I designed a multiple feedback bandpass filter using the Analog filter wizard. The design is purely education therefore I used ideal op-amp. Fc = 50KHz; DC gain = 6dB; Q = 5;

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I followed the instructions included in the AD tutorial “Stability of Op-Amp Circuits” and simulated the circuit in the same fashion. LTspice: Stability of Op Amp Circuits | Analog Devices

My recollection from control systems is that the negative feedback circuit is stable as long as we do not invert the signal by 180° with a magnitude equal to or greater than 0dB to prevent oscillation. If correct my 0dB point is at 10Mhz and I have 93° of phase margin. Which is sufficient. Additional circuit never reaches the -180° phase shift. However, at 90KHz the phase shift equals 164° with 22.7 dB of gain. I would imagine that it is a very low phase margin of only 26° with 22.7dB of gain. I vaguely remember the “rule of thumb” for phase margin as 45° and gain margin as 20dB.

If the above statements are correct are they applicable for filters?

If yes how can I improve the phase margin? Would the introduction of a delay in order to shift the phase response be a good idea?

  • \$\begingroup\$ The gain is not zero at that point. As for the improvement in the phase response (in case it's needed), why not follow the advice in the video you linked? If you're worried about a "wobbly" initial transient, that's the inherent impulse response. \$\endgroup\$ Commented Apr 4, 2022 at 13:56
  • \$\begingroup\$ @aconcernedcitizen Thank you for your reply. "The gain is not zero at that point." are you referring to the point where the phase shift is equal to 164°? Isn't that worse as we get nearly 180° of phase shift with loads of gain? Regarding the video, I was not sure if this solution is specific to the problem presented which is driving a large capacitance at the output of the op-amp. I will give it a go and experiment. \$\endgroup\$
    – Wintermute
    Commented Apr 4, 2022 at 14:07
  • 1
    \$\begingroup\$ Since you already have enough phase margin, there's nothing to correct for. That the phase goes as low as it does, that's a direct consequence of the response of the transfer function -- it's a sharp bandpass. Making the phase smoother will result in a wider transition width for the filter. Think of it this way: if that would have been an inverse filter (inverse Pascal, inverse Chebyshev, Cauer/elliptic), you would have had zeroes, and the phase would have jumped 180 degrees. Would you have considered that to be unstable? \$\endgroup\$ Commented Apr 4, 2022 at 14:15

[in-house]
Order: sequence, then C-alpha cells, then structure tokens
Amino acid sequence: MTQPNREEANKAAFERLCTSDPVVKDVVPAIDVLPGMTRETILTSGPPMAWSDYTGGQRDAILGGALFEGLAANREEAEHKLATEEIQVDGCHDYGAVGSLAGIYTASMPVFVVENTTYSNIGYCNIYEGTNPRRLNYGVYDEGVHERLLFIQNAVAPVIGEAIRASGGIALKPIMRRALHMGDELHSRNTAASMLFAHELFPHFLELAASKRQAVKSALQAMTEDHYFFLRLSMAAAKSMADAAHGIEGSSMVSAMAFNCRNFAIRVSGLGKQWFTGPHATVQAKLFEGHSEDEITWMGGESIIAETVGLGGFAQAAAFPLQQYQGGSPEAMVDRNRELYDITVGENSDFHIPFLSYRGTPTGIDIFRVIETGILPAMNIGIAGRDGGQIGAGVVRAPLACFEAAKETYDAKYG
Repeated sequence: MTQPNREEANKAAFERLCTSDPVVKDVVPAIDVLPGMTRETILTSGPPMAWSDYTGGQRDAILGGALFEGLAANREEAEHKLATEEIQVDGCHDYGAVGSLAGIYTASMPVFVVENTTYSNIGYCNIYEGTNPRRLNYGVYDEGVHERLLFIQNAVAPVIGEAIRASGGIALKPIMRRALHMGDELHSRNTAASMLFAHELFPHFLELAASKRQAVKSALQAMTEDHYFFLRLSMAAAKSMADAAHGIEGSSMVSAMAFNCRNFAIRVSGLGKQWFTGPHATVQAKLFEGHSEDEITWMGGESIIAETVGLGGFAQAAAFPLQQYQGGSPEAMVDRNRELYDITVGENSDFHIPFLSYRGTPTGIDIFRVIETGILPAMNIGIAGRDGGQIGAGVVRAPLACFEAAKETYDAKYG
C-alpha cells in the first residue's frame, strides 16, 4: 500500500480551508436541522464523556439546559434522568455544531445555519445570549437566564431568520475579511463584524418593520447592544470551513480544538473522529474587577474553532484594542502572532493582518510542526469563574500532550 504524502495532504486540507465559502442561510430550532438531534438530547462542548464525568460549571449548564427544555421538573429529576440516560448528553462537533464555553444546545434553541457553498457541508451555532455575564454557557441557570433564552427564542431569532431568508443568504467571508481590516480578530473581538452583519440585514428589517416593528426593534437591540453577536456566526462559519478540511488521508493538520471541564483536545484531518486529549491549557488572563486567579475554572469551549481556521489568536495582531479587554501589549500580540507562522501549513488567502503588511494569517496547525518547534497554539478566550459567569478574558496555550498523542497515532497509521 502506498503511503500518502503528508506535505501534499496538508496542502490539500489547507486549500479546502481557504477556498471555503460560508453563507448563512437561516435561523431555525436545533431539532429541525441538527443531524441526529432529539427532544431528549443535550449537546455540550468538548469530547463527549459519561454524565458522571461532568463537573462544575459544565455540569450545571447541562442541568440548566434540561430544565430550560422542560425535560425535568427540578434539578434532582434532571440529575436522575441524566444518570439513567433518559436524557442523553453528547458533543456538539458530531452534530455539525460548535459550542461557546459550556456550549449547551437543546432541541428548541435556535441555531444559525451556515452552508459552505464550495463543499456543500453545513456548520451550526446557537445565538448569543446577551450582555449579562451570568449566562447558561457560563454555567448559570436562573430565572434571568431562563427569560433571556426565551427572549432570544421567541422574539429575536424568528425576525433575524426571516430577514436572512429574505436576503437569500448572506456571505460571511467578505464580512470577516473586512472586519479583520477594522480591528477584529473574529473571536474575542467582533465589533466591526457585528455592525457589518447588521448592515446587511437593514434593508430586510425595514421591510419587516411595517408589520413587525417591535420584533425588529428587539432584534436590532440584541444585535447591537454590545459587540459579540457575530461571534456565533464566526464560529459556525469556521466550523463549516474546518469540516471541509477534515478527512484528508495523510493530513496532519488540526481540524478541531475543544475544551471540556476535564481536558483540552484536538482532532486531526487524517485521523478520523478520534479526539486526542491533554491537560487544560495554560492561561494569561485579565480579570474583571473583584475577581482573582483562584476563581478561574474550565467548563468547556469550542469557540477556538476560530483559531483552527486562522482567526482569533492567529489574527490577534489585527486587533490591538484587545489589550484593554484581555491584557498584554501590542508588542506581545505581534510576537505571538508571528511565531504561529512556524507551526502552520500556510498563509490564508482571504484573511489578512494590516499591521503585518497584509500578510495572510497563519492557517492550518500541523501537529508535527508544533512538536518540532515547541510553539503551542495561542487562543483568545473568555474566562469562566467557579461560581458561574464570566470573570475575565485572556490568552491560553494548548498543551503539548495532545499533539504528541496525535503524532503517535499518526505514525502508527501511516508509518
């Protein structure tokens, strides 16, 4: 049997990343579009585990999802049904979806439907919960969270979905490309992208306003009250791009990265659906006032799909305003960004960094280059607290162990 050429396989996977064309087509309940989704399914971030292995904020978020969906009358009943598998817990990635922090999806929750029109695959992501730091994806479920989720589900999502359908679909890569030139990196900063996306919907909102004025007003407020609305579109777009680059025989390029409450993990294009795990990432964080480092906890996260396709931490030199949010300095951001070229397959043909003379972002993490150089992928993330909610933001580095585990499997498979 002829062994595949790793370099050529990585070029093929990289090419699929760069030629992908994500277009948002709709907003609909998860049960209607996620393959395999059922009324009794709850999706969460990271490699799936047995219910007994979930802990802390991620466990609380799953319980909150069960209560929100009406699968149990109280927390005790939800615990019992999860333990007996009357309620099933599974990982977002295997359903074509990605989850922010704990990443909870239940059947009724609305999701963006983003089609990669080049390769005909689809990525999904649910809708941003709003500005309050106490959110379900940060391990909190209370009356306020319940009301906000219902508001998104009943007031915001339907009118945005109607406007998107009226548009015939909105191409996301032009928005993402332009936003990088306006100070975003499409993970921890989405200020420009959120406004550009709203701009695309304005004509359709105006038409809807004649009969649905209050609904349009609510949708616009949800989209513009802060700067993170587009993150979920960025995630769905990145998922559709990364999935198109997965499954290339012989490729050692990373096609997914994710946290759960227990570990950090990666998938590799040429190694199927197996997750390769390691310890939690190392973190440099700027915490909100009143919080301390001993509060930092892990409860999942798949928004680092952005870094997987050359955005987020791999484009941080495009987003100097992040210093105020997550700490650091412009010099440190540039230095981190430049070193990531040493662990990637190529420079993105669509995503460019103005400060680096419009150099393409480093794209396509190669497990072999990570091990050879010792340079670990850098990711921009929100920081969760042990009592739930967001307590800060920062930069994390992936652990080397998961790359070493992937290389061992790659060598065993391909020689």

• \$\begingroup\$ As to your last sentence - the phase margin of app 90 deg (see my detailed answer) is caused by the opamp only (opamp phase shift at very large frequencies) and not by the frequency-dependent filter circuitry. Shifting the phase response in negative direction would be the worst solution. \$\endgroup\$
    – LvW
    Commented Apr 4, 2022 at 15:35

1 Answer 1


The simulation results as shown in your problem description look weird (rising phase characteristics). I suppose, it is your intention to produce a Bode diagram for the loop gain, correct? Your ac source (input signal at the inv. node) has an inverting polarity (causing the rising phase) - nevertheless, you can perform a stability check.

However - your interpretation of the results is wrong. The stability check requires to verify the phase response relativ to 360 deg (0 deg) and NOT to 180 deg. Note that the correct definition for the loop gain contains the signal inversion at the "-" opamp input. And the loop gain as simulated by you does, of course, include this signal inversion.

Remember: The oscillation condition (stability limit) is defined for zero phase shift of the loop gain function.

(In some documentation - in particular in control theory papers - the loop gain is used without the phase inversion at the summing junction, which gives rise to some confusion, as we can see here)

Therefore - the magnitude crosses the 0dB axis at app. 10 MHz with a phase shift of app. 90deg. Hence, the phase margin is 90 deg.

  • \$\begingroup\$ Thank you for your reply. Yes, this is correct I intended to produce a Bode plot of open-gain to use this circuit with different real-world op-amps. I have changed the orientation of V1 and the resulting Bode plot has not changed. \$\endgroup\$
    – Wintermute
    Commented Apr 4, 2022 at 14:51

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